Long time no blog! I’ve got about 5 million things to catch you all up on and I’m a little overwhelmed with my “must blog about this” list. I will first explain why I haven’t posted anything in over a week. Last Friday night (as in a week ago), around 11:30, I was fast asleep when a totally random, scary, crazy loud thunderstorm popped up out of nowhere. I thought my heart was gonna fly out of my chest. For the next 15-20 minutes, we had on and off thunder and lightning (which was striking extremely close to our house). I kept falling asleep between each thunder crash and every time I woke up, I would be clenching my pillow and my body was dripping with sweat. It had been a while since I had heard a storm. The point of this story is that 1) thunder and lightning is pretty rare here. It rains all the freakin’ time but we never have an actual storm 2) the lightning fried the internet modem…hence the reason why I haven’t been around. Either way, I’m glad I got to experience a thunderstorm in American Samoa. As frightening as it was, it was a once-in-a-lifetime kind of thing. We have had several more thunderclaps since then but I haven’t seen any more lightning. As long as I’m talking about the weather, I might as well add that the rainy season has definitely arrived. Holy Rain. Sometimes it will pour all day long. Other days it will rain on and off and produce the most steamy, awful humidity that I have ever felt. All I hear anymore is, “Miss. It’s so hot.” “Miss. Relax.” (When they say relax, they literally want to just relax because it’s so hot.) I don’t blame them. Teaching in humidity is extremely hard. My face and body is turning into a river with all this sweat. I can’t even wear my hair down anymore. Too HOT!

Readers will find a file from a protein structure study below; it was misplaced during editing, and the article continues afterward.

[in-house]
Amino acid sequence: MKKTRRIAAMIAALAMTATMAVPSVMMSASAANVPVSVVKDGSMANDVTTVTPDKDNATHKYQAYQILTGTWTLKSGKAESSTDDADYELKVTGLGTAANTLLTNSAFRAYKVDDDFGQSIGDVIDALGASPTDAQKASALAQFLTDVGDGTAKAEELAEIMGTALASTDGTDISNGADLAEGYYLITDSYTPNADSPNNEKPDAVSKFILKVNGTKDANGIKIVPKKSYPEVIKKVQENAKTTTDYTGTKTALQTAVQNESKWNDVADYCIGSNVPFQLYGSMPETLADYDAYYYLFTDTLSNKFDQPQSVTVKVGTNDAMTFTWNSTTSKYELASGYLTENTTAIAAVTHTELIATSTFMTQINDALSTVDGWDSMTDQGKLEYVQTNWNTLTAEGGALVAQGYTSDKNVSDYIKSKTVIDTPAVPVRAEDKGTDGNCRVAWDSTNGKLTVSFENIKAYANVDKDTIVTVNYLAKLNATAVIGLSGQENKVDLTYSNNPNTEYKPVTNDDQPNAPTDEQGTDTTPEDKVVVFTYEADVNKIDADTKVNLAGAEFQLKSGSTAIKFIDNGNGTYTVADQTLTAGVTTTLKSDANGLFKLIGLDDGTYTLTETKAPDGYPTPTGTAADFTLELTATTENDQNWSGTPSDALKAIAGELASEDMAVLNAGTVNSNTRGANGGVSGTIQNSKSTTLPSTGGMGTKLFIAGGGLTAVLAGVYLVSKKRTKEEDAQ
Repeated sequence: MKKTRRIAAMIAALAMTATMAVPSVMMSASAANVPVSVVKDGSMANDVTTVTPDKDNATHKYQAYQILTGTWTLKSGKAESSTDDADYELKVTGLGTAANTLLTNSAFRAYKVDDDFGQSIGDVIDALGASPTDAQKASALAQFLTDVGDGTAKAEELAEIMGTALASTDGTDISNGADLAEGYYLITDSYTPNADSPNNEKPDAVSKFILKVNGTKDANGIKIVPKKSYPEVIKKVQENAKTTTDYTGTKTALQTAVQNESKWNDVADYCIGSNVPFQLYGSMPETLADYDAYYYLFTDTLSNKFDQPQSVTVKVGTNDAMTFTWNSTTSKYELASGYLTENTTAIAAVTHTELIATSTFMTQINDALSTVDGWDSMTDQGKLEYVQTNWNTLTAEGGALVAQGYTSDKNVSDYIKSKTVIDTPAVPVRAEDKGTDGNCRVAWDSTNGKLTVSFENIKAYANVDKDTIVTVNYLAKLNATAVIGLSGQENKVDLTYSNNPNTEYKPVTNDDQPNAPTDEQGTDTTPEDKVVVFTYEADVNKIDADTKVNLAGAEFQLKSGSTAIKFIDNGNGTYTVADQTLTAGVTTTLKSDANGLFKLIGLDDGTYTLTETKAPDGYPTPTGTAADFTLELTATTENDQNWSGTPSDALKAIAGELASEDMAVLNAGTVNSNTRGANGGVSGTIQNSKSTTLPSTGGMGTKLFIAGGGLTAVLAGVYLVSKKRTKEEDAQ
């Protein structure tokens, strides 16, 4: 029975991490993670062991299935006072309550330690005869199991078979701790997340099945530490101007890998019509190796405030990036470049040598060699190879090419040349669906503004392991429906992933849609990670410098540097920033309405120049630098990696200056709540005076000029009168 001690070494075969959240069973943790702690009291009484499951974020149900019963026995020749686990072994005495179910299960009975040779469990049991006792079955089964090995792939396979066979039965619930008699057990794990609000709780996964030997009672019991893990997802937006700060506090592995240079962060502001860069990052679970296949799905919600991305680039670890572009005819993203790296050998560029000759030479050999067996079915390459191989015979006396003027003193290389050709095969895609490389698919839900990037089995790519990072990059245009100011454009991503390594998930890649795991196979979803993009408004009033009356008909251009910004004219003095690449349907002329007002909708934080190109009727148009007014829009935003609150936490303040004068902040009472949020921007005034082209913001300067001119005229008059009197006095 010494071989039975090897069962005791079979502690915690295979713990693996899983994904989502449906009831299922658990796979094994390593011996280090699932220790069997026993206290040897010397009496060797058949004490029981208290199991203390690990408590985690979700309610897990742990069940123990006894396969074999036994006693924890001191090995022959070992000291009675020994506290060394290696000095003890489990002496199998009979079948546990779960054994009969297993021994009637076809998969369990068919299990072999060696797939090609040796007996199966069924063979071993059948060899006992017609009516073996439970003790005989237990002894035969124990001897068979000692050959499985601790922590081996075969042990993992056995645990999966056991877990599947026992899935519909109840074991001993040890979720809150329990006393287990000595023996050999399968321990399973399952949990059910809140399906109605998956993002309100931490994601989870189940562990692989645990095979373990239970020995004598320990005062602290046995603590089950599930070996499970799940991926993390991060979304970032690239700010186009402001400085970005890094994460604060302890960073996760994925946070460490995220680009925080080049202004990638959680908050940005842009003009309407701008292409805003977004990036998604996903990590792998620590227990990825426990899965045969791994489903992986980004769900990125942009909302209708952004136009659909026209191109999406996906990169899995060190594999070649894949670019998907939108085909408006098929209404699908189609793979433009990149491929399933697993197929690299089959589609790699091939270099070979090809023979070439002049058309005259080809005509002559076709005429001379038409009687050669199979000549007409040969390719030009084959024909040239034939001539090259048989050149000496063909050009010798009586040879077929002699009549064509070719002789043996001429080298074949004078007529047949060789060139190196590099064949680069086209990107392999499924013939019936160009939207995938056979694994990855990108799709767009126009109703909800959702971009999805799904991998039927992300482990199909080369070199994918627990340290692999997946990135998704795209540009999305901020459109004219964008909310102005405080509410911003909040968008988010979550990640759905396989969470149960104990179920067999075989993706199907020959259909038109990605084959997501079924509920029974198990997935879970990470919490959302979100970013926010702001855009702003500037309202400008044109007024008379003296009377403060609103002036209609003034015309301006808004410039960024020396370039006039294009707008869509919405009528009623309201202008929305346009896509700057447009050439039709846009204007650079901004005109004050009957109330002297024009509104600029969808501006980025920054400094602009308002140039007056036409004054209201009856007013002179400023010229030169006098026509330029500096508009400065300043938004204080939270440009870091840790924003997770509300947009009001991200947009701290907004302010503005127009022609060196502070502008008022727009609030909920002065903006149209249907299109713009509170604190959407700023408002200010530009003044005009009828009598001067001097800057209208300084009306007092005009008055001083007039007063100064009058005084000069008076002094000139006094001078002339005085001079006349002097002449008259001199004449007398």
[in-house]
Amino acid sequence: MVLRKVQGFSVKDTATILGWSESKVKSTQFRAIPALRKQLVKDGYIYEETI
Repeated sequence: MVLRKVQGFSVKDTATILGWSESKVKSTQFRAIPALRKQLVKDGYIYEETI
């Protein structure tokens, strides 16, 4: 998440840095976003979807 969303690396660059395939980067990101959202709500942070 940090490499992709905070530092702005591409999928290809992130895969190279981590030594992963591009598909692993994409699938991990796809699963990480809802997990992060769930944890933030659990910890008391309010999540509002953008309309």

Alright, now let’s bump back to Spirit Week again. Wednesday was Prom Day. Students came to school in prom dresses, suits/tuxes, and make-up. A lot of my students asked me why I wasn’t wearing a prom dress. I told them that it wasn’t the first thing I thought to pack when I moved here. Ha. It was quite a sight to see and it made me really excited for the junior and senior proms that will be held later on this year!
3rd period prom beauties
Thursday was Jersey Day. I wore a shirt that said “Minnesota.” I got the same comment all day, “Miss, that’s not a jersey.” “I know.” It was funny. A few people had Bears gear on. One person had a Cubs shirt. A lot had on Polamalu and Manu Samoa jerseys. Manu Samoa is the Western Samoa rugby team. Polamalu is on the Steelers and everyone in AmSam is his number one fan. Friday was Rainbow Day. This was the day I looked forward too, mainly because I just love wearing lots of color! Spirit Week was a lot of fun, but it was also very chaotic in the classroom: everybody was all over the place and all sorts of crazyness went on.
I feel like I'm always posting pictures of these boys (maybe because they like to take 5 million pictures of themselves). This was Rainbow Day!